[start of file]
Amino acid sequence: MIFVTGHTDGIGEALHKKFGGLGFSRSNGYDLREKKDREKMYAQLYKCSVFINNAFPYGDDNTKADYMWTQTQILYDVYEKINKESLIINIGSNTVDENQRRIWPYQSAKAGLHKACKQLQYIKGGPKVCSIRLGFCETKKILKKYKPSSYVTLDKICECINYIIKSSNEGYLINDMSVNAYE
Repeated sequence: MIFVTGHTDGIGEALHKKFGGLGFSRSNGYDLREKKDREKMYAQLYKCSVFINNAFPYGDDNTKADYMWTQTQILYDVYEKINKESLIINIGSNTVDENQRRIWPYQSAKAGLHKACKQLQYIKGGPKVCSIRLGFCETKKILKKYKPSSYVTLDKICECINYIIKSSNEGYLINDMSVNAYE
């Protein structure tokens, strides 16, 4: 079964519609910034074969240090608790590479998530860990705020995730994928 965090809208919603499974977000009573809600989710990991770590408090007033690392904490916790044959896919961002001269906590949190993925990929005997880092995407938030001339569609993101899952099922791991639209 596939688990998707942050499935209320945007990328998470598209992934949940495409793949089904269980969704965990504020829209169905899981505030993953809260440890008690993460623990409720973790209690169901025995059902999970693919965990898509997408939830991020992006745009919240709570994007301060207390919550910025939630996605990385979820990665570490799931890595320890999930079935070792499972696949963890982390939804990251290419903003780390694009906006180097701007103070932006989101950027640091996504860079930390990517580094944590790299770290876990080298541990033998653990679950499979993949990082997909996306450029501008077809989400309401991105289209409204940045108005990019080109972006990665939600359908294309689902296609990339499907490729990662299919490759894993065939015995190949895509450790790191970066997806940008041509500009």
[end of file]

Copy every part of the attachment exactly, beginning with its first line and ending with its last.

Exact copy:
Amino acid sequence: MIFVTGHTDGIGEALHKKFGGLGFSRSNGYDLREKKDREKMYAQLYKCSVFINNAFPYGDDNTKADYMWTQTQILYDVYEKINKESLIINIGSNTVDENQRRIWPYQSAKAGLHKACKQLQYIKGGPKVCSIRLGFCETKKILKKYKPSSYVTLDKICECINYIIKSSNEGYLINDMSVNAYE
Repeated sequence: MIFVTGHTDGIGEALHKKFGGLGFSRSNGYDLREKKDREKMYAQLYKCSVFINNAFPYGDDNTKADYMWTQTQILYDVYEKINKESLIINIGSNTVDENQRRIWPYQSAKAGLHKACKQLQYIKGGPKVCSIRLGFCETKKILKKYKPSSYVTLDKICECINYIIKSSNEGYLINDMSVNAYE
């Protein structure tokens, strides 16, 4: 079964519609910034074969240090608790590479998530860990705020995730994928 965090809208919603499974977000009573809600989710990991770590408090007033690392904490916790044959896919961002001269906590949190993925990929005997880092995407938030001339569609993101899952099922791991639209 596939688990998707942050499935209320945007990328998470598209992934949940495409793949089904269980969704965990504020829209169905899981505030993953809260440890008690993460623990409720973790209690169901025995059902999970693919965990898509997408939830991020992006745009919240709570994007301060207390919550910025939630996605990385979820990665570490799931890595320890999930079935070792499972696949963890982390939804990251290419903003780390694009906006180097701007103070932006989101950027640091996504860079930390990517580094944590790299770290876990080298541990033998653990679950499979993949990082997909996306450029501008077809989400309401991105289209409204940045108005990019080109972006990665939600359908294309689902296609990339499907490729990662299919490759894993065939015995190949895509450790790191970066997806940008041509500009």